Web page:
Every investor would love to stumble upon the perfect stock. But will you ever really find a stock that provides everything you could possibly want?
One thing's for sure: You'll never discover truly great investments unless you actively look for them. Let's discuss the ideal qualities of a perfect stock and then decide whether Royal Caribbean
The quest for perfection
Stocks that look great based on one factor may prove horrible elsewhere, making due diligence a crucial part of your investing research. The best stocks excel in many different areas, including these important factors:
- Growth. Expanding businesses show healthy revenue growth. While past growth is no guarantee that revenue will keep rising, it's certainly a better sign than a stagnant top line.
- Margins. Higher sales mean nothing if a company can't produce profits from them. Strong margins ensure that company can turn revenue into profit.
- Balance sheet. At debt-laden companies, banks and bondholders compete with shareholders for management's attention. Companies with strong balance sheets don't have to worry about the distraction of debt.
- Moneymaking opportunities. Return on equity helps measure how well a company is finding opportunities to turn its resources into profitable business endeavors.
- Valuation. You can't afford to pay too much for even the best companies. By using normalized figures, you can see how a stock's simple earnings multiple fits into a longer-term context.
- Dividends. For tangible proof of profits, a check to shareholders every three months can't be beat. Companies with solid dividends and strong commitments to increasing payouts treat shareholders well.
With those factors in mind, let's take a closer look at Royal Caribbean.
What We Want to See
Pass or Fail?
|Growth||5-Year Annual Revenue Growth > 15%||7.1%||Fail|
|1-Year Revenue Growth > 12%||9.1%||Fail|
|Margins||Gross Margin > 35%||33%||Fail|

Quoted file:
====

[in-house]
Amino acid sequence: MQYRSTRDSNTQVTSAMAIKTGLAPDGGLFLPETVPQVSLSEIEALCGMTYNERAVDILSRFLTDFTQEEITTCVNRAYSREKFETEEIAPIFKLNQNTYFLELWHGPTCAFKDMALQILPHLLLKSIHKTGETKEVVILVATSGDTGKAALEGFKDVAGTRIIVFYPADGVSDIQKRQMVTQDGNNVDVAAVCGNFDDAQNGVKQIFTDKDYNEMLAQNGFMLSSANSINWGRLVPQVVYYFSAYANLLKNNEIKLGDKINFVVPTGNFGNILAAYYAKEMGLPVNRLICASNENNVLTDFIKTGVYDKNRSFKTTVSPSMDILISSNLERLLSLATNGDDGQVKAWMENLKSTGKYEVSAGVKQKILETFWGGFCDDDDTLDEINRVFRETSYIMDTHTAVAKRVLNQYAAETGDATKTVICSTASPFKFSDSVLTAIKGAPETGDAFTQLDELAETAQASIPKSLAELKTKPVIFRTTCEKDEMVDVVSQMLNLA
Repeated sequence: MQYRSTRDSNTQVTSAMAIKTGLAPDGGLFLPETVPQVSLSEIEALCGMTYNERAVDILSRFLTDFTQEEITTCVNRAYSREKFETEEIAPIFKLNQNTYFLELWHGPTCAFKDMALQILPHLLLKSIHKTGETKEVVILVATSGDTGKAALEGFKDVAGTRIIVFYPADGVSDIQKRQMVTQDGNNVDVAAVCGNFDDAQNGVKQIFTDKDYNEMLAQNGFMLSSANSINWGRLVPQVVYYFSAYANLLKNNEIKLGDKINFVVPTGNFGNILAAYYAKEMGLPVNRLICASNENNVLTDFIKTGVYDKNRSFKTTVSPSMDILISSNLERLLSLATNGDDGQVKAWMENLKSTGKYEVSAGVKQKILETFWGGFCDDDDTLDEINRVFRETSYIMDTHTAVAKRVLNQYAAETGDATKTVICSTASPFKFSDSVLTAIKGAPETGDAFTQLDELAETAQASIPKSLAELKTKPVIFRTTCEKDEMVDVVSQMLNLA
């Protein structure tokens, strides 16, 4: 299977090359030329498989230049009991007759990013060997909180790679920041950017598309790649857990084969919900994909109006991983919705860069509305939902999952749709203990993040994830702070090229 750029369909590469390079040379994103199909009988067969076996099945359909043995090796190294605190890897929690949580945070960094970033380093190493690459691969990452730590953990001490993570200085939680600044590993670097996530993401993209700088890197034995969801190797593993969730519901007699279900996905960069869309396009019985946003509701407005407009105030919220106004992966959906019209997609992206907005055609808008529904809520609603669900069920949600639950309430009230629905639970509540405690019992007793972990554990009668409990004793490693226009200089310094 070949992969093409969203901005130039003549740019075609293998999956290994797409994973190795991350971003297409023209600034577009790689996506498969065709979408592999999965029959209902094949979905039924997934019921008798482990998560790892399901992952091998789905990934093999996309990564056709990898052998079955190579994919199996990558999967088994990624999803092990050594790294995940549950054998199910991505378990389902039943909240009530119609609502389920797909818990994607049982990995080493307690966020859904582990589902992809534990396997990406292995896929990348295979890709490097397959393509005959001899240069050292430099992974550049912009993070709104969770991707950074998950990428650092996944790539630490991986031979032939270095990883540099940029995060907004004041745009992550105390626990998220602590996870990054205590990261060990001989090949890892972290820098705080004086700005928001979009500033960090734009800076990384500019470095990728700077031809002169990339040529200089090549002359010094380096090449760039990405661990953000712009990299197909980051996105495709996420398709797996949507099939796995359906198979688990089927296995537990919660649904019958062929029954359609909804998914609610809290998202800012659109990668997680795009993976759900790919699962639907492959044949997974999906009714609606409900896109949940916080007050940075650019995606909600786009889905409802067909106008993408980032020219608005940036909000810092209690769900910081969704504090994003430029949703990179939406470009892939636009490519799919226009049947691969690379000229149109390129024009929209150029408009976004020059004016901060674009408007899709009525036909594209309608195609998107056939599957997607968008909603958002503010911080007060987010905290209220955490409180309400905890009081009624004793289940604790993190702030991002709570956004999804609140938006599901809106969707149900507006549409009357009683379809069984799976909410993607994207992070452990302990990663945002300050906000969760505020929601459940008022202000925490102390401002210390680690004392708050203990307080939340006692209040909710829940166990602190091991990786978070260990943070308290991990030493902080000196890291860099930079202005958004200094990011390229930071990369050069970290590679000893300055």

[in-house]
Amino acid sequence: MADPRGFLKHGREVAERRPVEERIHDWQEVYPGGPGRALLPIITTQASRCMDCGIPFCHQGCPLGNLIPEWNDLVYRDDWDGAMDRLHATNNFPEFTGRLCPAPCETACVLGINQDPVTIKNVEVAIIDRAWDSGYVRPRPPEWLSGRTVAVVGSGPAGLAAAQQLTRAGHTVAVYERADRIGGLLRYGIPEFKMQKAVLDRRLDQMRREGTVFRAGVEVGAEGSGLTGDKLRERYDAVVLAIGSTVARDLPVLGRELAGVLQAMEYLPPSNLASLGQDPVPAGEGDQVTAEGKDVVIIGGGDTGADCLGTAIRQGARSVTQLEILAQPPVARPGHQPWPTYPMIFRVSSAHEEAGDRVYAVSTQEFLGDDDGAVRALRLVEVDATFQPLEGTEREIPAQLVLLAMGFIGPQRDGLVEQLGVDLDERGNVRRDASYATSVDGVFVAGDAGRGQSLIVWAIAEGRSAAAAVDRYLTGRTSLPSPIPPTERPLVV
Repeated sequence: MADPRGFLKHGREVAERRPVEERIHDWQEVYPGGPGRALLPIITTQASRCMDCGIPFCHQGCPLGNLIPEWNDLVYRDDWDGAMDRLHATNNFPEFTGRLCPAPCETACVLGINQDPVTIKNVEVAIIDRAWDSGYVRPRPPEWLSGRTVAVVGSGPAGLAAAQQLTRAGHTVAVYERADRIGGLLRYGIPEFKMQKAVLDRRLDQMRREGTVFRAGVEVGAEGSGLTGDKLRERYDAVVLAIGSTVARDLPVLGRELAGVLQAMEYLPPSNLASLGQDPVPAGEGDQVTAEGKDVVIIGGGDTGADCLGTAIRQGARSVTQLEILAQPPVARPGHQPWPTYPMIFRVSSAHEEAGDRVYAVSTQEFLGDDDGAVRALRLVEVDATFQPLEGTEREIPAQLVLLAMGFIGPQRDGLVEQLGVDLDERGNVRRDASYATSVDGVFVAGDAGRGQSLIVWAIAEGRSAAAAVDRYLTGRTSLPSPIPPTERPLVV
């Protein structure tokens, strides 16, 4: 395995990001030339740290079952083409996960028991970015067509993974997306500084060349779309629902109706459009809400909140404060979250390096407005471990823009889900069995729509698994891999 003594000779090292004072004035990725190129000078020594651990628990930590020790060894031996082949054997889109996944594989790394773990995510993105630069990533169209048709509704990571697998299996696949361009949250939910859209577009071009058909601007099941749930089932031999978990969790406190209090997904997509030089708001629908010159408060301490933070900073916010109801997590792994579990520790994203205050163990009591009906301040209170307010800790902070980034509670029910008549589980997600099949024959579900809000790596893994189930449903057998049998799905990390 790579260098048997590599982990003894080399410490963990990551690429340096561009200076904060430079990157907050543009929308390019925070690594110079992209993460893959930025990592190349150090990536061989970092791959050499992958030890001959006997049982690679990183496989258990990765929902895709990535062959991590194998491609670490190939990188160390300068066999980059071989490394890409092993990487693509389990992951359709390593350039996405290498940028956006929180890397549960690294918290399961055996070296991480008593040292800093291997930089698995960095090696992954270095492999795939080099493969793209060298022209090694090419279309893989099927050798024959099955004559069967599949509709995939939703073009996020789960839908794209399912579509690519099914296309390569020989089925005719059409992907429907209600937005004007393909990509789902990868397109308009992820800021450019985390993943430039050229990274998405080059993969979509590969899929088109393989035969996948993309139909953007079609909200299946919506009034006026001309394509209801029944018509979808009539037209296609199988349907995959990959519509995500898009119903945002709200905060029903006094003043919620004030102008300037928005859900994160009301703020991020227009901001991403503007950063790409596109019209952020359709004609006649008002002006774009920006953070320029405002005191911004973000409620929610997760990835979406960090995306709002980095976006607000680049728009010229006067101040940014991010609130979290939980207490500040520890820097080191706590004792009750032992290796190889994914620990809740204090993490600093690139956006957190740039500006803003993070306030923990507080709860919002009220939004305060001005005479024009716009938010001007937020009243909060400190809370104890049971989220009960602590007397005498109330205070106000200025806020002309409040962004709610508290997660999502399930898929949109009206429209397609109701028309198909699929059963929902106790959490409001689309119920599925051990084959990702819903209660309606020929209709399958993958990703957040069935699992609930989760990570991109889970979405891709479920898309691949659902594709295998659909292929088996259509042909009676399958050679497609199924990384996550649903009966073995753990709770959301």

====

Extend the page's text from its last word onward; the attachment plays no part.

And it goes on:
|Net Margin > 15%||6.2%||Fail|
|Balance Sheet||Debt to Equity < 50%||99.9%||Fail|
|Current Ratio > 1.3||0.25||Fail|
|Opportunities||Return on Equity > 15%||5.8%||Fail|
|Valuation||Normalized P/E < 20||21.65||Fail|
|Dividends||Current Yield > 2%||1.6%||Fail|
|5-Year Dividend Growth > 10%||(7.8%)||Fail|
|Total Score||0 out of 10|
Source: S&P Capital IQ. Total score = number of passes.
Since we looked at Royal Caribbean last year, the company lost both of its points. Slowing revenue growth and higher valuations brought the cruise operator's score down to zero, even as its stock rose 25% in the past year.
Late last year, the cruise industry seemed to be looking up. After years of recessionary belt-tightening, Americans want to start spending on vacations again, and cruises often offer good deals for all-inclusive packages with exotic ports of call. In particular, Royal Caribbean's upscale Celebrity Cruise division topped the list of popularity among cruise buyers.
But then, rival Carnival
One potential growth area for Royal Caribbean is China. As part of an emerging middle class, Chinese consumers are hungry to travel, and Royal Caribbean is building relationships in Chinese ports and trying to make it easier to bring foreign travelers and Chinese adventurers alike to take advantage of the nation's long coastline.
For Royal Caribbean to improve, it needs to convince travelers that not all cruise lines are alike. If it can differentiate itself from Carnival and other rivals, that could be the first step toward getting out of the cellar on our 10-point scale.
No stock is a sure thing, but some stocks are a lot closer to perfect than others. By looking for the perfect stock, you'll go a long way toward improving your investing prowess and learning how to separate out the best investments from the rest.
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